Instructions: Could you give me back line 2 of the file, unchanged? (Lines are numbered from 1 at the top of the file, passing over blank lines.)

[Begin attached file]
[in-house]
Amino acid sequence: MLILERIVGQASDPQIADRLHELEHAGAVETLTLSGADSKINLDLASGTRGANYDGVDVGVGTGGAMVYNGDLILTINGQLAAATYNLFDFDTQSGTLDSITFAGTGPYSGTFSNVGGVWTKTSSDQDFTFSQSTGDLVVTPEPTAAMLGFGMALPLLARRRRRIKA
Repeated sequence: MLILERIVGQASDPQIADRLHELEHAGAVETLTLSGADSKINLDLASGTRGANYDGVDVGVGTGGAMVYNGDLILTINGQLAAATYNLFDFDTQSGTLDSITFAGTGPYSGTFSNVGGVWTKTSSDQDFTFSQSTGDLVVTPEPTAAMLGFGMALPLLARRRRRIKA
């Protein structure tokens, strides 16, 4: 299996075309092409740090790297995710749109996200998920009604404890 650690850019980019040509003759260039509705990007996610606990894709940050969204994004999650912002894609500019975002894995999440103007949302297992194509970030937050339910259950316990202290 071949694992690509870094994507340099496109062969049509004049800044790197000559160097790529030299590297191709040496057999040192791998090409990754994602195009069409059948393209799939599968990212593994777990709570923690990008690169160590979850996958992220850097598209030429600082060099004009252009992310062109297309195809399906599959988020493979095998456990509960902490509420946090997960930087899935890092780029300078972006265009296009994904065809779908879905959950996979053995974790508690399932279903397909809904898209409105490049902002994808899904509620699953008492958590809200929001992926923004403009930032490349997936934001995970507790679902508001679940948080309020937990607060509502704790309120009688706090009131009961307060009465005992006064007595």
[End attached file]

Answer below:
Amino acid sequence: MLILERIVGQASDPQIADRLHELEHAGAVETLTLSGADSKINLDLASGTRGANYDGVDVGVGTGGAMVYNGDLILTINGQLAAATYNLFDFDTQSGTLDSITFAGTGPYSGTFSNVGGVWTKTSSDQDFTFSQSTGDLVVTPEPTAAMLGFGMALPLLARRRRRIKA